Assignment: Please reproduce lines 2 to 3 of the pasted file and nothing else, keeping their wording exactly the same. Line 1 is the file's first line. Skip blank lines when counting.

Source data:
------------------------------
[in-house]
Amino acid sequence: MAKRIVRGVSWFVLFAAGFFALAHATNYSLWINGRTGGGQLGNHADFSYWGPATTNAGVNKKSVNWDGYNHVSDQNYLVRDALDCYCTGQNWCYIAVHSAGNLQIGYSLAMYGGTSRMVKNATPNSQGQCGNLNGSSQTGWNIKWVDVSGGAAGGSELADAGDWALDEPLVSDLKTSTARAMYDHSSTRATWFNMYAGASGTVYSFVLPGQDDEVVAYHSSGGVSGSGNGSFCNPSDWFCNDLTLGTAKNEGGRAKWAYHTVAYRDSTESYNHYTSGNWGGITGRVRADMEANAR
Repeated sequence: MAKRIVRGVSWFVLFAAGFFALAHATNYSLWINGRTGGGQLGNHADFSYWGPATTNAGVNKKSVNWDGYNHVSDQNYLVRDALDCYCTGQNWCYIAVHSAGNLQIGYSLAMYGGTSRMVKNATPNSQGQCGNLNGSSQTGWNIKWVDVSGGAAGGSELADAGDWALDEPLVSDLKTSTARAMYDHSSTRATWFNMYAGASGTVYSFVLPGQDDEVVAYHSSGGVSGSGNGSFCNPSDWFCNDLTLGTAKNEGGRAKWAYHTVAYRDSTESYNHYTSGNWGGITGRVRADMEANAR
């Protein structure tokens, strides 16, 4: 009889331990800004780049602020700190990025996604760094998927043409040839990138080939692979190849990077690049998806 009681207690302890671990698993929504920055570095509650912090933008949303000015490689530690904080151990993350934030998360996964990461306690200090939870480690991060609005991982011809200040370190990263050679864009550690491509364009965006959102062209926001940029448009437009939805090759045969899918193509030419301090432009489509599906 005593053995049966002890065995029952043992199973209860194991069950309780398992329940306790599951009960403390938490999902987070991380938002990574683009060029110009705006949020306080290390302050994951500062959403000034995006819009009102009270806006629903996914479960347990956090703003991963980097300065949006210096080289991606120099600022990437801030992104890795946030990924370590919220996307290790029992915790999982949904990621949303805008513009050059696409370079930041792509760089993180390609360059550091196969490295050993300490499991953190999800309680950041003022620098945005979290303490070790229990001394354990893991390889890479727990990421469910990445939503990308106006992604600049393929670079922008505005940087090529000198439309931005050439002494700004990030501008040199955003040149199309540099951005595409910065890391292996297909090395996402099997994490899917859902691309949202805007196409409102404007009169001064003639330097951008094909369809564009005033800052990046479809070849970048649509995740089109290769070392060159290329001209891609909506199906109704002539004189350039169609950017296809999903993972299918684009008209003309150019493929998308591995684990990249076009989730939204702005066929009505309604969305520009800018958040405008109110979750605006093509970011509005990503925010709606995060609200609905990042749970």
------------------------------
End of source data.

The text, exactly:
Amino acid sequence: MAKRIVRGVSWFVLFAAGFFALAHATNYSLWINGRTGGGQLGNHADFSYWGPATTNAGVNKKSVNWDGYNHVSDQNYLVRDALDCYCTGQNWCYIAVHSAGNLQIGYSLAMYGGTSRMVKNATPNSQGQCGNLNGSSQTGWNIKWVDVSGGAAGGSELADAGDWALDEPLVSDLKTSTARAMYDHSSTRATWFNMYAGASGTVYSFVLPGQDDEVVAYHSSGGVSGSGNGSFCNPSDWFCNDLTLGTAKNEGGRAKWAYHTVAYRDSTESYNHYTSGNWGGITGRVRADMEANAR
Repeated sequence: MAKRIVRGVSWFVLFAAGFFALAHATNYSLWINGRTGGGQLGNHADFSYWGPATTNAGVNKKSVNWDGYNHVSDQNYLVRDALDCYCTGQNWCYIAVHSAGNLQIGYSLAMYGGTSRMVKNATPNSQGQCGNLNGSSQTGWNIKWVDVSGGAAGGSELADAGDWALDEPLVSDLKTSTARAMYDHSSTRATWFNMYAGASGTVYSFVLPGQDDEVVAYHSSGGVSGSGNGSFCNPSDWFCNDLTLGTAKNEGGRAKWAYHTVAYRDSTESYNHYTSGNWGGITGRVRADMEANAR